I moved the loads up by 0.5 grains to a total of 24 grains. I built each of those 0.5 grain increases and fired them by one round loads each firing from the first increase and checked each round carefully for case condition, bulged primer or case or any signs of cracking and during extraction whether there was any sticking. The cases showed no sign of damage although the extractor rod was required for removal on the 23.5 & 24 grain loads, the push required was minimal. Let me be very clear, this revolver is in known new condition and was checked with each firing and temperatures were just below 40F. These rounds are a very intense shooting experience, the Bisley design makes ordinary heavy load recoil much more manageable than other designs, at the max table load barrel climb is extreme, note the hammer bite. The two upper over loads result in not only that extreme muzzle climb but also in the revolver winding up turned on its side from barrel twist rate. This makes a second shot time consuming and difficult. Note that I shoot single handed, though I am doubtful a two handed grip would make any appreciable difference. I don't think the overloads are needed, the penetration demonstrated by the max loads is sufficient for anything short of grizzly or Alaskan Browns, unless as a last measure. The bullet manufacturer tested this round at its max load and achieved 26 inches penetration in a ballistic gel block. ****Please note this is a new model Ruger Bisley Vaquero**** the only other make strong enough is a Thompson Contender. If you own another .45 Colt it is important to plainly mark each individual round, I used black permanent magic marker on the primer base, these rounds will damage or destroy most models with very serious injury probable.

The Ruger No1 in 45-70 is a light rifle for its caliber and though short achieves that through the absence of a bolt mechanism, it is a breech loader falling block. This rifle is capable of high pressures, 50K CUP is the published data. The bullet is .458 diameter and the bullets I used are 500 grain Speer jacketed soft round nose. Per Lyman reloaders handbook for Ruger No 1 & 3 -ONLY - using IMR 4895 the max load is 57 grains generating 39K CUP and 1897 fps. I moved the load up to 58 grains, fired one and checked for case damage. The case ejected easily and showed no sign of any damage. The damage was all mine, scuffs on the back of my fingers from the lever and a nice sized knot on my right cheek from the stock, my shoulder only mildly tender. My reaction - Holy Mackerel. I was shooting from a bench so my position was not optimal for this heavy round's recoil. I was shooting at a 100yd target on a 200 yd range position, the backstop for 200yds is approx 240 yds, the bullets threw fist sized dirt clods and left holes in the ground plainly visible to the naked eye. These are not target shooting rounds beyond what is needed to zero them. I set windage and approximate elevation with standard 400 grain "any rifle" factory rounds, these are soft slow rounds, going about 1000 fps, they are quite capable of taking a deer. The hot rod 500 grains will kill anything in North America, the draw back is that this is a single shot rifle, requiring a breech reload after having the snot knocked out of you. Because even at a pushed velocity the rounds will not exceed 2000 fps the drop at 200 yards is considerable which puts dangerous game into fairly close proximity. An enraged Alaskan Brown bear can cover 100 yds very quickly, lacking a second shot would be bad. This is a beautiful powerful rifle but it has limits. The 45-70 is the oldest commonly used cartridge, a straight tapered rimmed cartridge which means that for resizing the cases should be lubricated, even with carbide dies, or crushing is possible. The penetration capability of a 500 grain round nose bullet is extraordinary and bullet carry after target strike is a real consideration, what is on the other side of the biggest bull elk is at risk with this sort of round.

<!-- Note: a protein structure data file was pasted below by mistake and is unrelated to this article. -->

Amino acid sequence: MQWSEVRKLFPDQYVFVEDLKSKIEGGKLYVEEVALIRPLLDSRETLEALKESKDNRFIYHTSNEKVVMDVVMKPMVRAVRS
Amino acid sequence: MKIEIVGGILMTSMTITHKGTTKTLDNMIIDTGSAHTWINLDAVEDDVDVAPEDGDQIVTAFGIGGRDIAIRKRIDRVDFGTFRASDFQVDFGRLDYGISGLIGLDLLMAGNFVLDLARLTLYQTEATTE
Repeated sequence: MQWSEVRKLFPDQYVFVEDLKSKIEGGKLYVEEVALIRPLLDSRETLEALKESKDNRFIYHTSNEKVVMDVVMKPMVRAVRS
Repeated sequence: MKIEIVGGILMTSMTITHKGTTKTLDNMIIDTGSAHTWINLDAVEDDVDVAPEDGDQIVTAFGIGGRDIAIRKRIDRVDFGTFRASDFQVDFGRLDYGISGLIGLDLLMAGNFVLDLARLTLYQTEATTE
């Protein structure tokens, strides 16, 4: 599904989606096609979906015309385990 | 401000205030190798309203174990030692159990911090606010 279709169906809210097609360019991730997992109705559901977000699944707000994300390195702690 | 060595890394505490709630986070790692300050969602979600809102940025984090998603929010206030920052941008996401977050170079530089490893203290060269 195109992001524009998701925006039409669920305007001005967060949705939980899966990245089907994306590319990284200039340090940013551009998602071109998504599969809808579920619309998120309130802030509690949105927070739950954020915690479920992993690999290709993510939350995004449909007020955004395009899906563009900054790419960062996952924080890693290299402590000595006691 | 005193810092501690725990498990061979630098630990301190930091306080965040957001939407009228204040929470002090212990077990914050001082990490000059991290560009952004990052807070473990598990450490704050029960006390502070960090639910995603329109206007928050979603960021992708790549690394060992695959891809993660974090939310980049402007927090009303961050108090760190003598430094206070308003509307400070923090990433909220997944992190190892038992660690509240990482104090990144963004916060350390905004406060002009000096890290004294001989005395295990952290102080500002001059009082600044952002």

If you will insist on trying these hot rods, be aware that they were tested in known new firearms of high quality manufacture and with CUP ratings vastly superior to other more common ones. Use of this loading in any other firearm or one of these in poor condition is a recipe for disaster. Best practice is to follow loading data from reputable loading books.